Lijjat, the cooperative of India


New Delhi: Cooperative societies have played a significant role in the development of the Indian economy, besides empowering the women. The overwhelming success of cooperative societies can be gauged by the fact that 97 per cent of Indian villages claim to have a cooperative society run by its own villagers or by the government.

The Indian co-operative society model

An Indian co-operative society business model involves individuals of the same strata united to promote their common economic interest. It aims at betterment of the members and not on making profits. This model is mostly common among needy people who have the urge to stand on their own legs.

Unlike a company, cooperative is an organization where all the members are the stake holders and the profit is split equally among them.

The Success story of Lijjat:

Lijjat Papad is much more than a household name in India. Shri Mahila Griha Udyog Lijjat Papad has epitomized the overwhelming story of “rags to riches”. Starting with a meager loan of Rs 80 in 1959, the cooperative registers an annual sale of a staggering Rs 301 crore now.

The unique selling proposition of the cooperative is its assurance of quality at a reasonable price. The cooperative has always ensured that every operation runs smoothly. Shri Mahila Griha Udyog Lijjat Papad members have always earned a comfortable profit and its agents get their due share.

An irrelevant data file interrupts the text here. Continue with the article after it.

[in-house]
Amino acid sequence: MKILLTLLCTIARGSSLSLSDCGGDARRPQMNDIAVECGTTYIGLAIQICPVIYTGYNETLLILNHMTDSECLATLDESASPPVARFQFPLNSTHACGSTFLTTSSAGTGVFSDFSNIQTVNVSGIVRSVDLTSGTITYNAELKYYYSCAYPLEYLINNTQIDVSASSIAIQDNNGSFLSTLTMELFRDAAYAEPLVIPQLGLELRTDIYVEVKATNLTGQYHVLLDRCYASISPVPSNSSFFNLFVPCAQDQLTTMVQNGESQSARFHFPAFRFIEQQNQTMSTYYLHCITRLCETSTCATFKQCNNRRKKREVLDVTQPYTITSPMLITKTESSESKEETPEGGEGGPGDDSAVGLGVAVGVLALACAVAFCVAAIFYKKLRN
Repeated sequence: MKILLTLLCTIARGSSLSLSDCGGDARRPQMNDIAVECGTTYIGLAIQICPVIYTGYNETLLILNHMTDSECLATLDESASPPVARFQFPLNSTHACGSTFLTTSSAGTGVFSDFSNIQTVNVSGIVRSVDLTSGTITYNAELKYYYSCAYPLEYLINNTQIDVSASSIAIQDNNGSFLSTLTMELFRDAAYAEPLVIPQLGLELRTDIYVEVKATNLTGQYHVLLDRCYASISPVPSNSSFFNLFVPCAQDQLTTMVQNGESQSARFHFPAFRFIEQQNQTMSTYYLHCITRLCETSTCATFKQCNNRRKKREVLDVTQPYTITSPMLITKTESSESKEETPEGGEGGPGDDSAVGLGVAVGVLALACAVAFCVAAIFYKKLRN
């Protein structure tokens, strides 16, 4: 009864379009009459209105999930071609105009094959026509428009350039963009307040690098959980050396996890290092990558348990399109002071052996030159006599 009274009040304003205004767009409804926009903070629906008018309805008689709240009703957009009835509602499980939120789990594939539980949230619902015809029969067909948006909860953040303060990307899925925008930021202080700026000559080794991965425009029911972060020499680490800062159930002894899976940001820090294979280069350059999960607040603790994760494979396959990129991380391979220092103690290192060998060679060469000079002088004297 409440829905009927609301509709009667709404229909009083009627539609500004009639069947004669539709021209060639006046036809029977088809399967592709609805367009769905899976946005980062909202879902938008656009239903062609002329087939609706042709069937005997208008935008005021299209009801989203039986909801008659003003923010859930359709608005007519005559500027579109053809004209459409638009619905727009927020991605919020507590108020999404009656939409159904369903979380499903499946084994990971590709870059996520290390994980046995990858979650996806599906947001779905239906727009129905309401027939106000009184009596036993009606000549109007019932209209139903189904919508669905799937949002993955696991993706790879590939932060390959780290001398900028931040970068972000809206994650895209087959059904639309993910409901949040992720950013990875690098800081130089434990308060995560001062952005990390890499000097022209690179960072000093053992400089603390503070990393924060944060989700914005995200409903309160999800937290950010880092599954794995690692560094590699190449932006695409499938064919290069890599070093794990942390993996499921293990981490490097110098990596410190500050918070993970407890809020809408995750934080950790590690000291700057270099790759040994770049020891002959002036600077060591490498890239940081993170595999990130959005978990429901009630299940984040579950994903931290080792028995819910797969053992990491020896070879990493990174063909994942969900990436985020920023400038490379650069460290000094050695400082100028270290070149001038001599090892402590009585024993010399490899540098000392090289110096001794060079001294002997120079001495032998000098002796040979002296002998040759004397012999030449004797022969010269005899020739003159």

Gandhian simplicity and ethical workplace values have spring-boarded to the zenith and made it a model for other aspiring cooperatives.

The modus operandi

A bevy of women goes to the Lijjat branch to knead dough, which is then collected by another group of women for rolling it into papads. When the first group of women comes in the morning, they taste the previous day’s production and the quality gets automatically checked. After the quality check, another set of women pack the tasted papads for distribution.



Global presence

Lijjat has spread its wings beyond India. Exporting the product to various countries including United States, the United Kingdom, the Middle East countries, Singapore, Hong Kong and Holland, the company has clocked a turnover of Rs 10 crore. Though the cooperative does not export on its own , recognized professional merchant exporters handle the business.  At present, 30 to 35 per cent of the production of Lijjat Papad is being exported.

Recipe behind the success

Sharing of power and the Sarvodaya philosophy has helped the organization achieve such stardom. The authority decides the manner in which profit or loss should be apportioned among the members. A committee of 21 members manages the affairs of the institution. However, all decisions, major or minor, are based on consensus among members. Any single member’s objection can nullify a decision.

The cooperative started by seven women on a terrace of a building in Girgaum in Mumbai has scripted a success story because the members were pledged bound to share the destiny of each other. The tradition is still prevalent.

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